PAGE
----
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Serving Northern St. Louis County, Minnesota

Board hears pushback over Vukmanich transfer

Speakers allege others won’t speak out for fear of retaliation

David Colburn
Posted 1/25/23

VIRGINA- Four residents of the North Woods School attendance area expressed their displeasure to district officials here on Tuesday over the recent reassignment of former North Woods Principal John …

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Board hears pushback over Vukmanich transfer

Speakers allege others won’t speak out for fear of retaliation


VIRGINA- Four residents of the North Woods School attendance area expressed their displeasure to district officials here on Tuesday over the recent reassignment of former North Woods Principal John Vukmanich to Northeast Range School in Babbitt.
Vukmanich was moved to Northeast Range and NER Principal Kelly Engman was reassigned to North Woods effective Jan. 1. The swap was announced just prior to the schools going on winter break in December.
Leah Rogne and Fred Schumacher have been engaged with 2142 for many years, as parents of two children who graduated from the Orr school in 1996 and 2001 and as community advocates.
“I want to express my concern and distress at the lack of transparency and lack of respect for our communities, for staff and students embodied in the abrupt transfer of Mr. Vukmanich to another school,” Rogne said. “This was done just before Christmas break. Most people didn’t know about it before break, some students came back to school didn’t know about it, even after break.”
Superintendent Reggie Engebritson told the Timberjay on Dec. 12 that the rationale for the midyear switch was to give each principal time to learn about their new schools ahead of bringing in new support staff next year, including a new assistant principal at North Woods.
“Having two new administrators start at the same time at North Woods would not be beneficial,” Engebritson said.
Rogne took issue with that rationale.
“It takes time to develop relationships with the community and the students and understand the culture of the school at North Woods,” she said. “We have three distinct communities, Cook, Orr and Nett Lake, that come together, and especially Nett Lake, who come at seventh grade and where they come as outsiders at a vulnerable time in child development, where they are looking for who they are and how and where do they belong. We worked very hard in Orr to bring those two communities together, and now we join in Cook. It’s not overnight, it’s not just in one semester that a new person gets to know what this culture is like in the school, and who the people are, and develops relationships with the people that are needed to make that school a success. So, it looks to me like we’ll have two new (administrators) in the fall, a principal who’s only been there a few months and a new assistant.”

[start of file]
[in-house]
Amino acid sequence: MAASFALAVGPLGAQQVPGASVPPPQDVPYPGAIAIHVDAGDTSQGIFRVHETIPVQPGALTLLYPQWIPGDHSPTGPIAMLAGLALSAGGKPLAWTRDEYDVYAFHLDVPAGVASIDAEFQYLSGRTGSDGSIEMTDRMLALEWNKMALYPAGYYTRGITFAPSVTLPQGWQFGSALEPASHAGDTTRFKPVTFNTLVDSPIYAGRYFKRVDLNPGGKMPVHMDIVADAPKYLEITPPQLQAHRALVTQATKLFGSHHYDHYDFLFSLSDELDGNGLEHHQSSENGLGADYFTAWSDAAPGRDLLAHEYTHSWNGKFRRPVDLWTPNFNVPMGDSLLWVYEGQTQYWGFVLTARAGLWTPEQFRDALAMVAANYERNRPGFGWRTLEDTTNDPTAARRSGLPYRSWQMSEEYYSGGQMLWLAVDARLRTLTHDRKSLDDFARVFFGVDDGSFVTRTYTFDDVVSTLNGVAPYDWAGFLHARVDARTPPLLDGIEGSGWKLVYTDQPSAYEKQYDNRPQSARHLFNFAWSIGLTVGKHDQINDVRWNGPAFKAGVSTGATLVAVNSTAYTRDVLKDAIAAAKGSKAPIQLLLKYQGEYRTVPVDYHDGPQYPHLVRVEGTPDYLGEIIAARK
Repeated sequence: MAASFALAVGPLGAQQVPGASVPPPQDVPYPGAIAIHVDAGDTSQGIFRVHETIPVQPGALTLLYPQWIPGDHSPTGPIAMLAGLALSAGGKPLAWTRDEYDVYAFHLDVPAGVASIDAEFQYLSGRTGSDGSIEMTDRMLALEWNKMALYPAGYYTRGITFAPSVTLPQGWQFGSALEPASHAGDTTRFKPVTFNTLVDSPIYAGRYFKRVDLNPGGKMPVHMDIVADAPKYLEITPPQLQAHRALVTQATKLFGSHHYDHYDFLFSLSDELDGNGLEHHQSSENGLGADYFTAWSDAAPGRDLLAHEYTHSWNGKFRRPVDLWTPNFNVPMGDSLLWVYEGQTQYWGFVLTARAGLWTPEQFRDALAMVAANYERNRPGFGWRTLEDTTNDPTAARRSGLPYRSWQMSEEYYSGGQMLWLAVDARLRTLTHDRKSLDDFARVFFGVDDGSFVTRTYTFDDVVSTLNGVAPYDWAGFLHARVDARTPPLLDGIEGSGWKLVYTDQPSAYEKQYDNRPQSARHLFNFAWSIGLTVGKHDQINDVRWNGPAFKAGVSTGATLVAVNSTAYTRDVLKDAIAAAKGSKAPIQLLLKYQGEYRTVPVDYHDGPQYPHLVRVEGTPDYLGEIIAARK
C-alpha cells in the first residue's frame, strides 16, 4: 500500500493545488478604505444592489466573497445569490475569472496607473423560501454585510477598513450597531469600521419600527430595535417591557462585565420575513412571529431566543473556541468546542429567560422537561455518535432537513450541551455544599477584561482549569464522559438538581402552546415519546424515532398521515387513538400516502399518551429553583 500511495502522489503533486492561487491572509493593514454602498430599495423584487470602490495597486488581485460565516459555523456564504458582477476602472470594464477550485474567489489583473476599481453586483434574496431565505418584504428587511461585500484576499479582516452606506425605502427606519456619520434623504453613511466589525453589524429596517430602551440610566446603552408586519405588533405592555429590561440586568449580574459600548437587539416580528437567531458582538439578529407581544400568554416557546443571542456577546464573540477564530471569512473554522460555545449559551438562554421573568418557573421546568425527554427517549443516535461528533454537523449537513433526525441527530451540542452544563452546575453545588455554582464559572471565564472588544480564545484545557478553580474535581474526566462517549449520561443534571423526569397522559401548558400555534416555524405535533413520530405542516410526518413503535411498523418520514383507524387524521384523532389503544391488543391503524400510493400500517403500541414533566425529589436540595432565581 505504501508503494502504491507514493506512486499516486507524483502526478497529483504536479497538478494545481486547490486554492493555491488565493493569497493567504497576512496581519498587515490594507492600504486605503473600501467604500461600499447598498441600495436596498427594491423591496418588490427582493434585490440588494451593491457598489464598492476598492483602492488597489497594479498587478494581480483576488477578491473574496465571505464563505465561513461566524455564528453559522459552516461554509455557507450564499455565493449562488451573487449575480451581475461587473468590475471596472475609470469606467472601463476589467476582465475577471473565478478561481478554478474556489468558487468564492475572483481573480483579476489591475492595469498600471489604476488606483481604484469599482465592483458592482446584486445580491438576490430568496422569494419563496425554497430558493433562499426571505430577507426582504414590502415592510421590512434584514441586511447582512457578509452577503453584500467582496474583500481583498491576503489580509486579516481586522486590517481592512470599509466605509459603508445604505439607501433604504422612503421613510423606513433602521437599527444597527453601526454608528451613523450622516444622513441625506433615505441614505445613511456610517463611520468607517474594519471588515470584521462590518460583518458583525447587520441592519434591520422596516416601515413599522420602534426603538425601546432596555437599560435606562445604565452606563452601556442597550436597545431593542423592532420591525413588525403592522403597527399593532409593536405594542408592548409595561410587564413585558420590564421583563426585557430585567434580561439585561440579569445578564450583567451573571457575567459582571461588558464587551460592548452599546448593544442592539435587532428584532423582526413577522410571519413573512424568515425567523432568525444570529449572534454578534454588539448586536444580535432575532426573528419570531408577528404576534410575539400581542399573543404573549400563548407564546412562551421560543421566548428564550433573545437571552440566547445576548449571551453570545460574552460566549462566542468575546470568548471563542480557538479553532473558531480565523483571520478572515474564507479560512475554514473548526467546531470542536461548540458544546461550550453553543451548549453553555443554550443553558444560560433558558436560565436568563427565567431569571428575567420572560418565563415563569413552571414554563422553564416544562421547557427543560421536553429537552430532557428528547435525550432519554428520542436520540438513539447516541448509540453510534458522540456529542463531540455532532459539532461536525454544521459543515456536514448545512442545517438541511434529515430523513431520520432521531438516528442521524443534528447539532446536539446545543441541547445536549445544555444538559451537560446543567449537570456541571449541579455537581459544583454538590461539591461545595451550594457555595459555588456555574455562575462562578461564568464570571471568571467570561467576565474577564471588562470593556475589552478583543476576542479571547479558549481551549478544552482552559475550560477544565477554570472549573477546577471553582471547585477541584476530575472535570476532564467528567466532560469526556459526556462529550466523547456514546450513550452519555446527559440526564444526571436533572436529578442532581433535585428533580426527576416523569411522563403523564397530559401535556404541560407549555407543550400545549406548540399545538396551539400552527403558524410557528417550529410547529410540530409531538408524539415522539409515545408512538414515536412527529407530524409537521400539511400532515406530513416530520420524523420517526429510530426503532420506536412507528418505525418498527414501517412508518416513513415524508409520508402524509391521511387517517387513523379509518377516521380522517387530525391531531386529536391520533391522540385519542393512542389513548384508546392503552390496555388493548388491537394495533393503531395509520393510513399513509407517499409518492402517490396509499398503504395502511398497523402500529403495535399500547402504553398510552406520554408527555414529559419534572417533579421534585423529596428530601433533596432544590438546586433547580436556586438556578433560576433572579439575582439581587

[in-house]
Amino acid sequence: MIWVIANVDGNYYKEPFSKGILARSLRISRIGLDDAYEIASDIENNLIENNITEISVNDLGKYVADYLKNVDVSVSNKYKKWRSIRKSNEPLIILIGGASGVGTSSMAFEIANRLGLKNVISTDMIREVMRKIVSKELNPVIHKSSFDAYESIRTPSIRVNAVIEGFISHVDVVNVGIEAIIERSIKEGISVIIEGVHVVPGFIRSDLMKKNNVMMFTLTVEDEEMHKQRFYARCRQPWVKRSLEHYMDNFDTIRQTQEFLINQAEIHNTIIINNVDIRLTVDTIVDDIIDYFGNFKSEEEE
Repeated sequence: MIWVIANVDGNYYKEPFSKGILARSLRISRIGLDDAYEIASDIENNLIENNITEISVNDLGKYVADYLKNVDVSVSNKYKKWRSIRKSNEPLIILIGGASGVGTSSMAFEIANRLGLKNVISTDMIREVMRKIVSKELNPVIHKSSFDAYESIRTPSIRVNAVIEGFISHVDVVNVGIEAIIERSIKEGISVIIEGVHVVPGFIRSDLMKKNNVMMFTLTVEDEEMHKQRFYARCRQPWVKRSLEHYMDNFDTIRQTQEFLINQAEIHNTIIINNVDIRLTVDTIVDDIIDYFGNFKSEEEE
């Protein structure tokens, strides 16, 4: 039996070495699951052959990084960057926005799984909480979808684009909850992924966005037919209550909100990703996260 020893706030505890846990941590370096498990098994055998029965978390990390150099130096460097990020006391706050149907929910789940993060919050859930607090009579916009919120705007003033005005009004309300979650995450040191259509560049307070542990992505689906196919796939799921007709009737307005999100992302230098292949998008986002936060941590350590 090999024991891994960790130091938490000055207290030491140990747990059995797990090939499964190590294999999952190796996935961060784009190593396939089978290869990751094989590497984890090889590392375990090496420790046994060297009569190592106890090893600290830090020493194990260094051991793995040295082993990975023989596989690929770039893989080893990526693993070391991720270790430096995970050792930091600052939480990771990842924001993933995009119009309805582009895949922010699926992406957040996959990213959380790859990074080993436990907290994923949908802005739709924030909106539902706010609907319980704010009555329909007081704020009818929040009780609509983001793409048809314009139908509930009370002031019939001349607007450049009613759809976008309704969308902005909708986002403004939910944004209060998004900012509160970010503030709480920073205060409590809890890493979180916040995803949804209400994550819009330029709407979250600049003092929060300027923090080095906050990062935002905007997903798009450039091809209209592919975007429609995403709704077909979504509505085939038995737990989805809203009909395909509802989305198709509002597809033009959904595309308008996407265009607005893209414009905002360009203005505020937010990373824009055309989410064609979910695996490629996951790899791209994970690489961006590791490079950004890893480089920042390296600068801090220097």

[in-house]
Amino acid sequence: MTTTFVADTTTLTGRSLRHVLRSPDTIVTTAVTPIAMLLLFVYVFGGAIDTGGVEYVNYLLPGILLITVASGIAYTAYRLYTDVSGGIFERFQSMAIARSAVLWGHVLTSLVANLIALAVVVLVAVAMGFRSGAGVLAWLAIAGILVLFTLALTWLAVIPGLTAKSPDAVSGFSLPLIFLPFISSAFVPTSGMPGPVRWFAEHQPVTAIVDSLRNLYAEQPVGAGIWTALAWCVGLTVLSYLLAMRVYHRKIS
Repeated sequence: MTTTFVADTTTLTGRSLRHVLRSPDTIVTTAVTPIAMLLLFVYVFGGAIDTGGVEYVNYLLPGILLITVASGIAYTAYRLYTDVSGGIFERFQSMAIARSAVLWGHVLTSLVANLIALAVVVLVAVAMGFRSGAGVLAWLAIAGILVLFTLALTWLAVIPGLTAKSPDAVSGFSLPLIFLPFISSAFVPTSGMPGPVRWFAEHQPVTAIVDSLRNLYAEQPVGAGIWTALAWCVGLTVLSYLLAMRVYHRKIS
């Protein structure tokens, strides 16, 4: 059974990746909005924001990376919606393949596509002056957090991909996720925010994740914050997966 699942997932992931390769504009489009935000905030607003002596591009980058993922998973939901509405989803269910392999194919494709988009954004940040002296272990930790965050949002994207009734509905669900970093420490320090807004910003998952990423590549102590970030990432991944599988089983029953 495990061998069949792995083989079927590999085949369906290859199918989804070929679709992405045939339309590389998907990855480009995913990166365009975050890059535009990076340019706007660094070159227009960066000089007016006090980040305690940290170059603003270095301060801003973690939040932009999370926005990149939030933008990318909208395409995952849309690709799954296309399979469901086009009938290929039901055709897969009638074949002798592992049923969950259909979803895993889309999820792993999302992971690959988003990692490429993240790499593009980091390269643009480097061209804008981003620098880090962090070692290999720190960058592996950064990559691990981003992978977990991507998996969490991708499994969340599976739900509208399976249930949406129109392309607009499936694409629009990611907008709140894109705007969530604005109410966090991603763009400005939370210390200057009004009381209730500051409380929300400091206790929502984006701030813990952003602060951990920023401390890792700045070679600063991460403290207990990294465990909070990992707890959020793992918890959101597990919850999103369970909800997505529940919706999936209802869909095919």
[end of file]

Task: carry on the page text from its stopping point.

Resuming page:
The dynamics of the switch are further complicated by demographic changes happening in the communities of both schools that should have been considered, Schumacher said.
“Twenty years ago, I did some substitute teaching in Cook and Orr. Cook had over 600 students, Orr had about 280. And we could see it back then we were going into demographic decline,” he said. “The community at greatest risk in the Arrowhead right now is Babbitt. That mine is not going to open up again. I don’t know if any of you have talked with Lourenco Goncalves from Cleveland Cliffs, but he’s not interested in opening up that mine. And you’ve brought in a principal from an end of the road community that’s going to go into serious demographic decline.”
Schumacher highlighted the difference in the Native student populations of both schools.